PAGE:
I just love Port Eliot Festival. It is like no other festival you will ever attend. Encompassing the whole of the Port Eliot Estate’s 6000 acres at St Germans with hardly a square inch out of bounds, you are welcomed in to a pop up village of tents, yurts, teepees and camper vans, home to a most eclectic bunch of humankind aged from 0-90.

This is one of the most beautiful corners of Cornwall. Its rolling parkland gently slopes to the shores of the River Tiddy which empties and fills with the tide and is a constant source of entertainment for children as they squelch and slide on its muddy banks or raft race on the river. Shady groves, a hidden maze, walled gardens and sunny picnic spots abound.

The house has been inhabited for over 1000 years by the same family, believed to be the oldest continually inhabited dwelling in the UK. You are allowed in to parts of it too! Although there are thousands of people wandering around, it never feels crowded except for the jostling and dancing in the music tents which is an essential part of creating the vibe for the performers.

The Port Eliot Estate has an enviable position by the riverThis festival has an unmatchable collection of artists, musicians, writers, comedians, thinkers, makers, poets, chefs and damn interesting people with stories to tell. The curators need a medal for pulling it off with relatively few hitches. My only beef is queuing for 90 minutes to book courses and workshops for the day, then having to do it all over again for tomorrow! Workshops, talks, performances, music and cookery demonstrations are happening simultaneously, so deciding which to see can be tricky.

I like to wander around and have often found the things I enjoyed the most were just a chance pop in because I happened to be there. There is just so much to enjoy if you go with the flow, much like the punters did at the legendary Elephant Fayre festival here some 30 years ago.

One of the music stages at Port Eliot FestivalFood is an important part of a festival and alongside cookery demonstrations and master classes from famous and talented chefs, there are many vans offering fantastic street food, such as the Bhangra Bus Café, serving top quality Indian vegetarian dishes. There were several other tents and vans serving authentic wines, gin and local beer.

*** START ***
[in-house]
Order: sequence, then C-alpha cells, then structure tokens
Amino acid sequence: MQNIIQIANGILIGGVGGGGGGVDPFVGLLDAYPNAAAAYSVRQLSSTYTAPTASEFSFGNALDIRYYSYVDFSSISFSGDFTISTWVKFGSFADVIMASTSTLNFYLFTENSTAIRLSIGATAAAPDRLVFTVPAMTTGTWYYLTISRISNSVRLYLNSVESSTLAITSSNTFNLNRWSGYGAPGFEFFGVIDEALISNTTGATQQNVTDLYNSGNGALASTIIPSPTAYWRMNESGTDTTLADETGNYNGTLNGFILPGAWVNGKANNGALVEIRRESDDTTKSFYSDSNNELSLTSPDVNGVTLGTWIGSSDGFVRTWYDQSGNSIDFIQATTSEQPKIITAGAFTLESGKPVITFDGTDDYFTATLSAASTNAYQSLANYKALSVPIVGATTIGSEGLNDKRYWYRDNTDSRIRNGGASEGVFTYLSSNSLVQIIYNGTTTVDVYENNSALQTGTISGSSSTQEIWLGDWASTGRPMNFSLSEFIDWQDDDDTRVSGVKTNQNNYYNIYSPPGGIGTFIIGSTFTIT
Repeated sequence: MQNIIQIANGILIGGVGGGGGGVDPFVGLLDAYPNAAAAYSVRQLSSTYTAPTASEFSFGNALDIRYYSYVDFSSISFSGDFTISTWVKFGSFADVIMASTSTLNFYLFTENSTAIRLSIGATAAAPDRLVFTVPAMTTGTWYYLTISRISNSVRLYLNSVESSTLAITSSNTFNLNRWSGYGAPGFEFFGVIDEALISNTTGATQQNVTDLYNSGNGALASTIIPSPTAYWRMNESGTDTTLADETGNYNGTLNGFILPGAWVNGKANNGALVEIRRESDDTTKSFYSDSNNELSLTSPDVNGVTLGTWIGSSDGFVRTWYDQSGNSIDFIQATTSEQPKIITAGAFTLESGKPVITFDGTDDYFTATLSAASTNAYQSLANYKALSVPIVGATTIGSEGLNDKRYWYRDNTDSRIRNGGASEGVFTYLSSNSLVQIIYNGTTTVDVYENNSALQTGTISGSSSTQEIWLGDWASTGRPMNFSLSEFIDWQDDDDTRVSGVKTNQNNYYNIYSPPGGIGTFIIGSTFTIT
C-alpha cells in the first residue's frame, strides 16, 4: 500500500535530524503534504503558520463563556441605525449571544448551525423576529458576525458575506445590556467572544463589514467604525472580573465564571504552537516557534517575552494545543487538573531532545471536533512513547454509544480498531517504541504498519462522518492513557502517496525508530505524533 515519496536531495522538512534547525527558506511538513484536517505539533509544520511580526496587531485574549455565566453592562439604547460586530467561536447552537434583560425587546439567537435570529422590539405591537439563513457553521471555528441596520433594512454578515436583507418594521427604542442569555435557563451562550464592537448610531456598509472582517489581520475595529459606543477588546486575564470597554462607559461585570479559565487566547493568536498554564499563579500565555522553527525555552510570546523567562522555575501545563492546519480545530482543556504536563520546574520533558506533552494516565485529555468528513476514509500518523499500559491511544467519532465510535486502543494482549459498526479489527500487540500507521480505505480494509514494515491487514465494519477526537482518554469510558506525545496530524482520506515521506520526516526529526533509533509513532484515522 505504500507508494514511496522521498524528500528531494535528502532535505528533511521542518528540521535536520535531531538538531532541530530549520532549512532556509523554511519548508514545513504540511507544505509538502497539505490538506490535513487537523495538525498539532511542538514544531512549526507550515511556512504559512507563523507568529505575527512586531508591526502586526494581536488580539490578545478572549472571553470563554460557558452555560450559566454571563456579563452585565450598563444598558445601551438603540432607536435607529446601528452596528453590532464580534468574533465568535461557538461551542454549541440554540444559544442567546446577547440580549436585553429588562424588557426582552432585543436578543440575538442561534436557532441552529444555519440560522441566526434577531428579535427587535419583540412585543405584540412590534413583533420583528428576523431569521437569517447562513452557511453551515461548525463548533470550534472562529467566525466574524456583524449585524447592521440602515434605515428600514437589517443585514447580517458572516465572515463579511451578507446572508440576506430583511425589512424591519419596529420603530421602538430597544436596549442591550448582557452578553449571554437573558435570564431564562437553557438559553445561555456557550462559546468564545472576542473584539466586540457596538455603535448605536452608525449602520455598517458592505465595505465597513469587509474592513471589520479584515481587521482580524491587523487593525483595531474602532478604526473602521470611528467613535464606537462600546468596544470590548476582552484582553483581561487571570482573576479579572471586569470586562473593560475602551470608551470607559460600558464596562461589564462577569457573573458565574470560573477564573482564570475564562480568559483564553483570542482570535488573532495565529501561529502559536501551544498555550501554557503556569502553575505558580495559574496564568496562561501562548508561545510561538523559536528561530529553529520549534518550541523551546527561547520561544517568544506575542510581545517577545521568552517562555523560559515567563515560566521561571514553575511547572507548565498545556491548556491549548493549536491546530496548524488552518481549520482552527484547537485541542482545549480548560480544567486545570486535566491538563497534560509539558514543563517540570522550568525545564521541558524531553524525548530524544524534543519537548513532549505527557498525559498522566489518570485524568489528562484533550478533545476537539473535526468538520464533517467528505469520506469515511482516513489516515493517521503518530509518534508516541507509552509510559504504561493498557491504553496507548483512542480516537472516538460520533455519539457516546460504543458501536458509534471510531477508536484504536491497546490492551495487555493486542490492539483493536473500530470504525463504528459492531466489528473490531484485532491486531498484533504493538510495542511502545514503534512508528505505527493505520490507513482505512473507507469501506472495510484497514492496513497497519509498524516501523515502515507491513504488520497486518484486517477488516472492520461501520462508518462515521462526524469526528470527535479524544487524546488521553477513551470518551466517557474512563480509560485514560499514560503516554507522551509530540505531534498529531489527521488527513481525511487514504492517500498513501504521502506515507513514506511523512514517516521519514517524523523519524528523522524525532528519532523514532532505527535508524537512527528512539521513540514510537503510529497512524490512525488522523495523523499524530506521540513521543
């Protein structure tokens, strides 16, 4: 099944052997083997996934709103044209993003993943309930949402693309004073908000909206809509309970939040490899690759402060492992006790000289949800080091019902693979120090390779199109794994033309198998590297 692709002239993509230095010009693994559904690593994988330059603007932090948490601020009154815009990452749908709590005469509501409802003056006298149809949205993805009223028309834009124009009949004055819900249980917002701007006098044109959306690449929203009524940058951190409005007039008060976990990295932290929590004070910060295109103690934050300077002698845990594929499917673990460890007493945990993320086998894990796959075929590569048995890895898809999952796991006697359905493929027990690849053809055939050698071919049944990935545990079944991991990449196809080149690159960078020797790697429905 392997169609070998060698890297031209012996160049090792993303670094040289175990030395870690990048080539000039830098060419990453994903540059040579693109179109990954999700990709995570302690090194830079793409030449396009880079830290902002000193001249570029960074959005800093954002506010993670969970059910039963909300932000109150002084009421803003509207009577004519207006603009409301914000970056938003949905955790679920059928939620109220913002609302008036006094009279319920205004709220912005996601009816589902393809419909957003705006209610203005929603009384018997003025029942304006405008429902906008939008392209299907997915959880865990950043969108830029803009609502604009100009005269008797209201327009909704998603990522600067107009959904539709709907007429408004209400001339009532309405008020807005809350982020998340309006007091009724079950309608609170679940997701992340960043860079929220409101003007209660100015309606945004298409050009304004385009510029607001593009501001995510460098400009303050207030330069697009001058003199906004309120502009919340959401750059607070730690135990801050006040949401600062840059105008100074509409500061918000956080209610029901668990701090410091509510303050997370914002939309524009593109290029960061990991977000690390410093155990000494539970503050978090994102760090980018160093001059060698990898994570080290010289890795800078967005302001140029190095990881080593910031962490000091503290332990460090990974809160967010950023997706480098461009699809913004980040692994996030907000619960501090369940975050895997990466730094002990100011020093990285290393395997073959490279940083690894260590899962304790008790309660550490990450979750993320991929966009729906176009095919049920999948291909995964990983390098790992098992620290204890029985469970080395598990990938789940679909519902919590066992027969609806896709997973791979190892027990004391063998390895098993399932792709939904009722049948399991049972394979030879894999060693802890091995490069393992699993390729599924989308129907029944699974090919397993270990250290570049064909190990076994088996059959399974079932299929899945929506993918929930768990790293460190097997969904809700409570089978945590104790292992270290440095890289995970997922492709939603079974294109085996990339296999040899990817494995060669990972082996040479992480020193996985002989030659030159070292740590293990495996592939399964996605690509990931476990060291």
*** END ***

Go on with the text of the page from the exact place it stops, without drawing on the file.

Bhangra Bus cafe at Port Eliot FestivalMy previous two visits to the festival were with my grandchildren. As they were away this year I took the opportunity to sneak off in my camper van and enjoy a selfish couple of days pleasing myself and not having to spend my time in the forest school and Wildlings area then having to collapse exhausted into bed at 9pm!

I enjoyed wandering around soaking up the atmosphere and being enchanted by rich experiences: listening to amazing poetry read by my superhero Brian Patten of the Liverpool Poets; being challenged by a debate on the effect of ‘Me Too’ by Helen Pankhurst, great granddaughter of the famous Suffragette, Emily Pankhurst; whisked away by a tale of a voyage recreating Captain Bligh’s 4000 mile journey cast adrift on an open boat by Conrad Humphreys; and learning to make wild cocktails with local forager and brewer, Stuart Woodman.

Conrad Humphreys at Port Eliot Festival

Conrad Humphreys captivated audiences at Port Eliot Festival

Evenings were taken up by listening to bands in many venues inside and outside across the site and one of the highlights was listening to local band ‘Wurlitza’ accompanying a 1929 silent film as musicians would have long before the Talkies!

I filled my boots with only a taste of what was on offer. Port Eliot is a feast for the senses and offers the most diverse combination of outlandish performances and costume, a place where families can relax and children are safe to run free, a place for fashionistas and music lovers, a place for picnics and Prosecco. It’s a place for anyone and offers something for everyone. Why don’t you give it a try next year?

Black Cow Saloon at Port Eliot Festival, CornwallNeed to know

Port Eliot is located in the village of St Germans on the Rame Peninsula in South East Cornwall. The festival usually takes places during the last weekend of July each year. Weekend tickets and day tickets are available – see the festival website for more information.

Looking for more great events in Cornwall this summer? Find out about outdoor theatre performances in Cornwall >